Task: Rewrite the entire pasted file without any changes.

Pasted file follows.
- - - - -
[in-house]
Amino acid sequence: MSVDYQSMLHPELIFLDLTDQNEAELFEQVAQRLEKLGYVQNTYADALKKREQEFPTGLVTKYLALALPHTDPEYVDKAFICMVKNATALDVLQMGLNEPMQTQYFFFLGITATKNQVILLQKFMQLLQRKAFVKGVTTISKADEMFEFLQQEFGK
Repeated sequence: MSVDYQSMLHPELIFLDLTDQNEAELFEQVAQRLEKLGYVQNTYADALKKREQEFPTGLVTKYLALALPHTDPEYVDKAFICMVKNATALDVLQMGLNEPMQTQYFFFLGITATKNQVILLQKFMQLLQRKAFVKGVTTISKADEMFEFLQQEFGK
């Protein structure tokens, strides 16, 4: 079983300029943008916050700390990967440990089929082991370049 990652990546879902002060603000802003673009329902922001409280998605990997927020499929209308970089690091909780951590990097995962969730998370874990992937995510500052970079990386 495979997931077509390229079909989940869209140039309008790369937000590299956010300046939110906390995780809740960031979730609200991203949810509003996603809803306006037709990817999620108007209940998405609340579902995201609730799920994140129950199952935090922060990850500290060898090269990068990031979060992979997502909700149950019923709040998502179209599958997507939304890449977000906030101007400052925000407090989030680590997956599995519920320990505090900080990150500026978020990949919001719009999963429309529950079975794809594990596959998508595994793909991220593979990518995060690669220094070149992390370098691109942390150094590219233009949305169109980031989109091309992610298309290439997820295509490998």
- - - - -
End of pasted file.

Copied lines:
[in-house]
Amino acid sequence: MSVDYQSMLHPELIFLDLTDQNEAELFEQVAQRLEKLGYVQNTYADALKKREQEFPTGLVTKYLALALPHTDPEYVDKAFICMVKNATALDVLQMGLNEPMQTQYFFFLGITATKNQVILLQKFMQLLQRKAFVKGVTTISKADEMFEFLQQEFGK
Repeated sequence: MSVDYQSMLHPELIFLDLTDQNEAELFEQVAQRLEKLGYVQNTYADALKKREQEFPTGLVTKYLALALPHTDPEYVDKAFICMVKNATALDVLQMGLNEPMQTQYFFFLGITATKNQVILLQKFMQLLQRKAFVKGVTTISKADEMFEFLQQEFGK
């Protein structure tokens, strides 16, 4: 079983300029943008916050700390990967440990089929082991370049 990652990546879902002060603000802003673009329902922001409280998605990997927020499929209308970089690091909780951590990097995962969730998370874990992937995510500052970079990386 495979997931077509390229079909989940869209140039309008790369937000590299956010300046939110906390995780809740960031979730609200991203949810509003996603809803306006037709990817999620108007209940998405609340579902995201609730799920994140129950199952935090922060990850500290060898090269990068990031979060992979997502909700149950019923709040998502179209599958997507939304890449977000906030101007400052925000407090989030680590997956599995519920320990505090900080990150500026978020990949919001719009999963429309529950079975794809594990596959998508595994793909991220593979990518995060690669220094070149992390370098691109942390150094590219233009949305169109980031989109091309992610298309290439997820295509490998």